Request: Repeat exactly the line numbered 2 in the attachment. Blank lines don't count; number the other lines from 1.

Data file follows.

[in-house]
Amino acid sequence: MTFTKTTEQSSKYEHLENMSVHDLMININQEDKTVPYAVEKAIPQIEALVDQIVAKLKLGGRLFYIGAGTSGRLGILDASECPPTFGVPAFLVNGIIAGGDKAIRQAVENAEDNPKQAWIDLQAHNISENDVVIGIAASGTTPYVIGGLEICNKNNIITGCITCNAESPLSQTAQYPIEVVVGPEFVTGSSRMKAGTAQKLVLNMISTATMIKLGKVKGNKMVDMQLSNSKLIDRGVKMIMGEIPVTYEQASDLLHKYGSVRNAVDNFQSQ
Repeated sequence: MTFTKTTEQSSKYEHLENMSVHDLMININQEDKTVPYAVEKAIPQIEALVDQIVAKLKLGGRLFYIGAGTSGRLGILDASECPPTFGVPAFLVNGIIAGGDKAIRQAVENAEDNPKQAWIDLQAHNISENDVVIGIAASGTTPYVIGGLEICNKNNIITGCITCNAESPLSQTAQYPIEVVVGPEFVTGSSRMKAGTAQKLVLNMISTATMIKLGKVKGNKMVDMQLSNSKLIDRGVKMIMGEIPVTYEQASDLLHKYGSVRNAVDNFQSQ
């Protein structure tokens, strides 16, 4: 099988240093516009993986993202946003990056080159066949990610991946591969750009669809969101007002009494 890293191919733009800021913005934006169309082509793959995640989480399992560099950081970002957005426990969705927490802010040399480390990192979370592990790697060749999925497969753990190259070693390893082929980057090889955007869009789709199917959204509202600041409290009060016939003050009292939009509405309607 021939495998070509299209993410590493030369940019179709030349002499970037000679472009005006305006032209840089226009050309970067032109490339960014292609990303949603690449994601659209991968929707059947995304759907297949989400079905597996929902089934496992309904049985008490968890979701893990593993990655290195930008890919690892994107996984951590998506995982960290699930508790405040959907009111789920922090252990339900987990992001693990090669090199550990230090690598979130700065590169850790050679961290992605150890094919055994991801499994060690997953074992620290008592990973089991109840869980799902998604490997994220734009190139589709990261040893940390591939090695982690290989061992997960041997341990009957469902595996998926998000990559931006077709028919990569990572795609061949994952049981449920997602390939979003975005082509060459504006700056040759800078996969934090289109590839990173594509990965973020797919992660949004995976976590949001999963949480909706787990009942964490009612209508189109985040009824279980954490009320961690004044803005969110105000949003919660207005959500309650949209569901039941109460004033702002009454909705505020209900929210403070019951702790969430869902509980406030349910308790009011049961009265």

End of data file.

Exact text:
Amino acid sequence: MTFTKTTEQSSKYEHLENMSVHDLMININQEDKTVPYAVEKAIPQIEALVDQIVAKLKLGGRLFYIGAGTSGRLGILDASECPPTFGVPAFLVNGIIAGGDKAIRQAVENAEDNPKQAWIDLQAHNISENDVVIGIAASGTTPYVIGGLEICNKNNIITGCITCNAESPLSQTAQYPIEVVVGPEFVTGSSRMKAGTAQKLVLNMISTATMIKLGKVKGNKMVDMQLSNSKLIDRGVKMIMGEIPVTYEQASDLLHKYGSVRNAVDNFQSQ